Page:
Prince Lestat (or, why I won’t go outside in October)

My well-love copy of Interview With the Vampire

My well-loved copy of Interview With the Vampire. I should buy a cleaner copy, but I have too much fondness for this one.

If you haven’t heard the news by now, Anne Rice is bringing out a new novel in October! This article will be a teeny divergence from nineteenth century literature today, but I feel I can be forgiven as Rice’s vampires move through time and spend a decent chunk of their novel-lives in the Victorian Era. I’ll also be briefly discussing Victorian vampire texts, so I hope I can be forgiven for my slight tangent!

The idea of the “vampire novel” these days is met with groans from all sides: “Ugh, not another bloodsucker novel, they’re all the same” seems to be a lot of people’s first thought. It’s true that Twilight‘s success meant a huge increase in quickly-written novels/novellas that all had fairly similar plots that revolved around pasty teenagers, but we shouldn’t be too quick to taint every vampire novel with the same greasy brush. I don’t think there’s such a thing as a truly bad book (apologies, Wilde!) and I think every book has something to say, even if its message is buried beneath hurried writing. I recently worked at my University’s Library on their Science Festival Day, which was an event catered at children. This one kid (who was, I think, around nine or ten?) was telling me how excited he was to be old enough to read all the Twilight books, and whilst I have no personal interest in Ms Meyer’s work, it made me smile to see a child be so excited about reading. Besides, vampires are awesome, and¬†I don’t care if I get paired with the “overgrown Goth kid” crowd because damn it’s a good crowd to be a part of. Some of my favourite discussions have been with fellow Rice fans, and I’m currently writing a longer piece on how “same-universe” literature would affect certain literary characters, one of them being Lestat. (How he would feel about Conan Doyle’s The Adventure of the Sussex Vampyre, for instance. He’d probably scoff at it. And then find Conan Doyle and throw it at him.)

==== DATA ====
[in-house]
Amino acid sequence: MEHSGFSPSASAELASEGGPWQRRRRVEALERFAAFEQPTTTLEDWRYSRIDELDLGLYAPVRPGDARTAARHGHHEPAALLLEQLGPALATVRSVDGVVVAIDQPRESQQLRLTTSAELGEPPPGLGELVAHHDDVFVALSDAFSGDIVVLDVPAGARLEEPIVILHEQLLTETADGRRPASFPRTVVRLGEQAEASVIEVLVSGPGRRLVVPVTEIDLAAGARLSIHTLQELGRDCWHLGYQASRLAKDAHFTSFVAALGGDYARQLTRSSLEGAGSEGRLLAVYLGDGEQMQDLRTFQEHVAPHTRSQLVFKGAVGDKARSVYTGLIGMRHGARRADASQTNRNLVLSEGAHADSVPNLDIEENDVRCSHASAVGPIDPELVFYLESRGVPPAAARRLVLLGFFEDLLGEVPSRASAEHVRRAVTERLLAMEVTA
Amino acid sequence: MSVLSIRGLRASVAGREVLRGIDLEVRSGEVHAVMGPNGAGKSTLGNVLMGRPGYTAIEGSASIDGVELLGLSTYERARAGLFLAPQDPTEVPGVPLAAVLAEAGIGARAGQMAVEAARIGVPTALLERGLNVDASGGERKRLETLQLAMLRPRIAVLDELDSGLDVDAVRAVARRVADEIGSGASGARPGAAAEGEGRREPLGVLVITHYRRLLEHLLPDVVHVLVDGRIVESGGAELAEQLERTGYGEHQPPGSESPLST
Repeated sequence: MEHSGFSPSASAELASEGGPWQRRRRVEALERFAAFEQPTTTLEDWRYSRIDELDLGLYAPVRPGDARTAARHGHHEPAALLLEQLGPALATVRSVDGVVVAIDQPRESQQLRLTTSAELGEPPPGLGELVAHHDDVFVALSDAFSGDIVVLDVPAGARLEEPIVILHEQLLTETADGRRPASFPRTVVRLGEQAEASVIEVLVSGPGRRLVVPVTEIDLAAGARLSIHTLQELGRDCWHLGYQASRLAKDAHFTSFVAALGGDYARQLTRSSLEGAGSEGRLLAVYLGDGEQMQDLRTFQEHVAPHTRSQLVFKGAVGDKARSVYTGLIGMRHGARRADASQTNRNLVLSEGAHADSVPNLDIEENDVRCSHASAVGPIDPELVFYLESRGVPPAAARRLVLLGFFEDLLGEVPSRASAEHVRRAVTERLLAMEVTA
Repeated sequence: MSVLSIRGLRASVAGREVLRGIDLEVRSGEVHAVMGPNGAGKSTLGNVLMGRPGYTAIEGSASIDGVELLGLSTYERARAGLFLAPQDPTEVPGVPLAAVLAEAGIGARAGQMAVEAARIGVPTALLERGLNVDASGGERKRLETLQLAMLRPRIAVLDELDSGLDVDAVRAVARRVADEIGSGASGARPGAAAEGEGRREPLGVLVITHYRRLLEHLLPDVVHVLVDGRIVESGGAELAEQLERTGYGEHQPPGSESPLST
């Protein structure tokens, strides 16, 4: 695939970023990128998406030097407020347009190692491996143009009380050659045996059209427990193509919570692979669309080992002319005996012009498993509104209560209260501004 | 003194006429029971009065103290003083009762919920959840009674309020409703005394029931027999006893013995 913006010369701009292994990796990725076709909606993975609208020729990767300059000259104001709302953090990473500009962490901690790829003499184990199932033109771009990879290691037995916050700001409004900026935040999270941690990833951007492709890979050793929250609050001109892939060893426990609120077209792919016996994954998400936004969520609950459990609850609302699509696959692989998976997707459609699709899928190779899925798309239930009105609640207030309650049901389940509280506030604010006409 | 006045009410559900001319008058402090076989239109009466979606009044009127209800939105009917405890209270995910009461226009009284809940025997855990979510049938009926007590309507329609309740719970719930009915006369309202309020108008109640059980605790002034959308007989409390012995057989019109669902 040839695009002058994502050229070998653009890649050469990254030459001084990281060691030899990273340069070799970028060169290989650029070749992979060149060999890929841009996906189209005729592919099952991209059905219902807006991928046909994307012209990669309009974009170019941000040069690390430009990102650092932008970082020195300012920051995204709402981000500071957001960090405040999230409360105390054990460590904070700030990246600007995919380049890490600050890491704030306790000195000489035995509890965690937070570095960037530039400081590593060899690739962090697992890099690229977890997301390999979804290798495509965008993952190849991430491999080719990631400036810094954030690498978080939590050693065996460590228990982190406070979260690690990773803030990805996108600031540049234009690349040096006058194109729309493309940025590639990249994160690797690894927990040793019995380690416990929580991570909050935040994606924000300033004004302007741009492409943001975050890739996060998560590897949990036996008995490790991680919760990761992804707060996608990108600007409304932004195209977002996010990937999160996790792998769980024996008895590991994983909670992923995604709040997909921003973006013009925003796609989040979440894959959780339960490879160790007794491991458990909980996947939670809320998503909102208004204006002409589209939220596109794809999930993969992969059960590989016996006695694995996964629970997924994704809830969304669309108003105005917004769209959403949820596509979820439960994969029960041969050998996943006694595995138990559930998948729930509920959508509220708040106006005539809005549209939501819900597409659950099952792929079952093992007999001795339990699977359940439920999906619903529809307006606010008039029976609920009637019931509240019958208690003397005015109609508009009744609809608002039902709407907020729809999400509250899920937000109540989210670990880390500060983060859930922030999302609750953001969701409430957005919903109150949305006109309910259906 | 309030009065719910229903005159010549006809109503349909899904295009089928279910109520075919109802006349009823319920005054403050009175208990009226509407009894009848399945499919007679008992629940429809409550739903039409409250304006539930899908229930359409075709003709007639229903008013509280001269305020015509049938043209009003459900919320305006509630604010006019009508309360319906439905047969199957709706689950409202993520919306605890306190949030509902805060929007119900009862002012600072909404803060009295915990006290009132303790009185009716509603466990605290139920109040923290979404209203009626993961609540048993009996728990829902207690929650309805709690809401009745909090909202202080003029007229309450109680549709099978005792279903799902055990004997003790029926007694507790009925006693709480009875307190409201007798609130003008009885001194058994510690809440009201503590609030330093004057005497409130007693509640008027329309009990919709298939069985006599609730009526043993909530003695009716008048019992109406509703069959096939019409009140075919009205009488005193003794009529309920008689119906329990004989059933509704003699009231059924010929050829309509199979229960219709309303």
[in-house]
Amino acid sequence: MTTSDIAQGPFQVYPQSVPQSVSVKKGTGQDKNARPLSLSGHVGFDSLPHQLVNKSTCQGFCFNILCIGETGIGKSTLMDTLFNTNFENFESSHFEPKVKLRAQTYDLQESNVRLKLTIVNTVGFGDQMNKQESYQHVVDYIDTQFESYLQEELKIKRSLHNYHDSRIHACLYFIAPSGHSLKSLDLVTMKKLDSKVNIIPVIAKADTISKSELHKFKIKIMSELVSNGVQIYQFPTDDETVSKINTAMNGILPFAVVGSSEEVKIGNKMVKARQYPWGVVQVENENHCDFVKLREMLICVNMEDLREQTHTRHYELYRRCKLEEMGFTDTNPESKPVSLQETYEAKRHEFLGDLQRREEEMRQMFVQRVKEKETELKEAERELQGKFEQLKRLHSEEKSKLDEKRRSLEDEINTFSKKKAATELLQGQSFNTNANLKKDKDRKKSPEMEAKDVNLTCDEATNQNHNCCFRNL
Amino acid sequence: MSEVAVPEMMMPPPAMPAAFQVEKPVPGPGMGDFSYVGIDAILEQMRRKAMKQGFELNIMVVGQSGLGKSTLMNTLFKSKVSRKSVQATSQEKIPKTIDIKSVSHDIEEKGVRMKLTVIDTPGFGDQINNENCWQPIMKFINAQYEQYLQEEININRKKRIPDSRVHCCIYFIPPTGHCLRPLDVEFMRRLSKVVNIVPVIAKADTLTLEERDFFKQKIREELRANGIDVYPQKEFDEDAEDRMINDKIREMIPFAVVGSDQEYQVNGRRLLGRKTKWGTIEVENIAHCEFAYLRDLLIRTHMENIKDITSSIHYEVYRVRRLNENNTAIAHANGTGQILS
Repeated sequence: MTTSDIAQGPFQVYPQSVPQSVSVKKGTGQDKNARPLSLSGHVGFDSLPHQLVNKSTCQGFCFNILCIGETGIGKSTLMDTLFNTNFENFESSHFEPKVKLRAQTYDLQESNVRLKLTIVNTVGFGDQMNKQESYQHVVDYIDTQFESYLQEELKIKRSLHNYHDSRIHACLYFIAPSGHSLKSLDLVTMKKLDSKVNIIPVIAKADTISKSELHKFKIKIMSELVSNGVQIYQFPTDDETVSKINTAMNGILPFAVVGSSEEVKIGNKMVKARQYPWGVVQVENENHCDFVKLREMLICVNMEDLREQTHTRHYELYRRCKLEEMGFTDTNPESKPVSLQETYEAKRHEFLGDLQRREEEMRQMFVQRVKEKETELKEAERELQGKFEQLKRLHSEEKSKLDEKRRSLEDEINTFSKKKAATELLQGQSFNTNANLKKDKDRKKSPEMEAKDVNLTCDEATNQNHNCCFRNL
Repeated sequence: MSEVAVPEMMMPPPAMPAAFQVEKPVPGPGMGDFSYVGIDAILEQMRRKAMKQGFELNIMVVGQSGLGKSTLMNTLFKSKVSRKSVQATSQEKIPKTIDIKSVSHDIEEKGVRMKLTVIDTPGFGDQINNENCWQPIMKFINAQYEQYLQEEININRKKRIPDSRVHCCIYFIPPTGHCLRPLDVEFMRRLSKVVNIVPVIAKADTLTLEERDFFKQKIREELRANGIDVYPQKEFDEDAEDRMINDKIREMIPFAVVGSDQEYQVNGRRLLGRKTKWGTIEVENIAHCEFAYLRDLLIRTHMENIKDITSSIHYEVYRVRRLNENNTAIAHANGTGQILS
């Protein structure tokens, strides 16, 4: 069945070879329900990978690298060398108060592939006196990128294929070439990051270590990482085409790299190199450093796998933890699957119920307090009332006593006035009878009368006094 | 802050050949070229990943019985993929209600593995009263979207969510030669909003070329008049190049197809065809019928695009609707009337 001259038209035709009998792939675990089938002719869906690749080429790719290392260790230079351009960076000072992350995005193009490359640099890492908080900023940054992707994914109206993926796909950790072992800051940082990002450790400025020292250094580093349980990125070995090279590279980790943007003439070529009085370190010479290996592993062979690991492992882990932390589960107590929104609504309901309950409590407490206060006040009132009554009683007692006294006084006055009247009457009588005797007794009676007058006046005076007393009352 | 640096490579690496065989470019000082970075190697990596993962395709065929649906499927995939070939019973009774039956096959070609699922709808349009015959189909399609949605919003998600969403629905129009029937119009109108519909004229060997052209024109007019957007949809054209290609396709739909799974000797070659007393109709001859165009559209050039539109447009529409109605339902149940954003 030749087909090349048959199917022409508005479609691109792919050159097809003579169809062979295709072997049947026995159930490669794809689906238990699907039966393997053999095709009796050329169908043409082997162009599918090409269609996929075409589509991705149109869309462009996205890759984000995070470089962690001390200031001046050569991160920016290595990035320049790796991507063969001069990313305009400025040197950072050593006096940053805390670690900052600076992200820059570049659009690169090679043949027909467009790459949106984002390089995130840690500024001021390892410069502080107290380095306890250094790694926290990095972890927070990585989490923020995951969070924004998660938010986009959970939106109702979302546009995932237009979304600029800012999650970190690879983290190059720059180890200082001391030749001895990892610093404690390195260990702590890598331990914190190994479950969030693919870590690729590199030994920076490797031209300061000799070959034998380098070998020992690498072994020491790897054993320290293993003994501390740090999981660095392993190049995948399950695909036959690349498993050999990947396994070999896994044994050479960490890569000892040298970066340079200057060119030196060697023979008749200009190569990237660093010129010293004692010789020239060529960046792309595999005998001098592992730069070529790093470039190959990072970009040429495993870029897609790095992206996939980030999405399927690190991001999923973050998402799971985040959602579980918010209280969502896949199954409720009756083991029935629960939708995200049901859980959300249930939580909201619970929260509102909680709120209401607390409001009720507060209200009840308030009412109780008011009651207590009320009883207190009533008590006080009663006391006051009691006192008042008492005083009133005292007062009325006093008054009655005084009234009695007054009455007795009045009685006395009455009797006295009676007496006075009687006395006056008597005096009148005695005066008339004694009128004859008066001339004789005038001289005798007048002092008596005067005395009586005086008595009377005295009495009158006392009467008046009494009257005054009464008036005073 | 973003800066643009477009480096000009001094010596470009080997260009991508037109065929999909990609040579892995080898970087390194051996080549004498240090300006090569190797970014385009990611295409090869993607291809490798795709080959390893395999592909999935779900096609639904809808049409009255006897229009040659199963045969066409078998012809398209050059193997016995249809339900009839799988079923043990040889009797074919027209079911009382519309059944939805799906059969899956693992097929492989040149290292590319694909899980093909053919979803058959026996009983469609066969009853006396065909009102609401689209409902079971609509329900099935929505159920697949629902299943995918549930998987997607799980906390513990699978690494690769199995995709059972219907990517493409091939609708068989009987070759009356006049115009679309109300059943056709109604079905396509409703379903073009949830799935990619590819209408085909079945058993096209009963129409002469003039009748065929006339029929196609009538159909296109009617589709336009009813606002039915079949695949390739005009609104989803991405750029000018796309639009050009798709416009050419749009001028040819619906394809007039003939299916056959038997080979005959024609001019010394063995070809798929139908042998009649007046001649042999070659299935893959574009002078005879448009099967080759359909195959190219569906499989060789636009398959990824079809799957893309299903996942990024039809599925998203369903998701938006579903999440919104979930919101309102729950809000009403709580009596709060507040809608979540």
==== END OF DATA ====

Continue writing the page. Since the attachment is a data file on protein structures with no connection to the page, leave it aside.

Earlier this year, Ms Rice¬†announced the return of Lestat in the upcoming “Prince Lestat” (which you can pre-order from Amazon UK here), much to everyone’s delight. Lestat is one of my favourite literary anti-heroes, and the fact that Rice herself refers to Lestat as the “Brat Prince” should immediately let you know why I love him-he’s complicated, temperamental and unpredictable. (Not to mention fabulous and just a tiny bit psychotic.) This is partly an announcement of my joy and partly a warning that the majority of my October articles will consist of my overexcited babbling. There will be caps lock, there will be squealing, and there will most certainly be blood.

I haven’t been a fan of Ms Rice as long as many of her other fans (I’ve only been on this mortal plane for eighteen years, so I hope I can be forgiven!) but her Vampire Chronicles have always been at the top of my favourite books list! (As you can tell from my tattered copy of Interview above, it’s a book that’s stuck with me.) Are any of you Anne Rice fans? If you’ve resisted her works because of the bad press the vampire genre gets, I urge you to reconsider! Lestat is a fantastic character, and her books have an amazing balance of poetic melancholy and dark humour. Post a comment below if you need more convincing, and I’ll do my best.

Until next time, ninnies~



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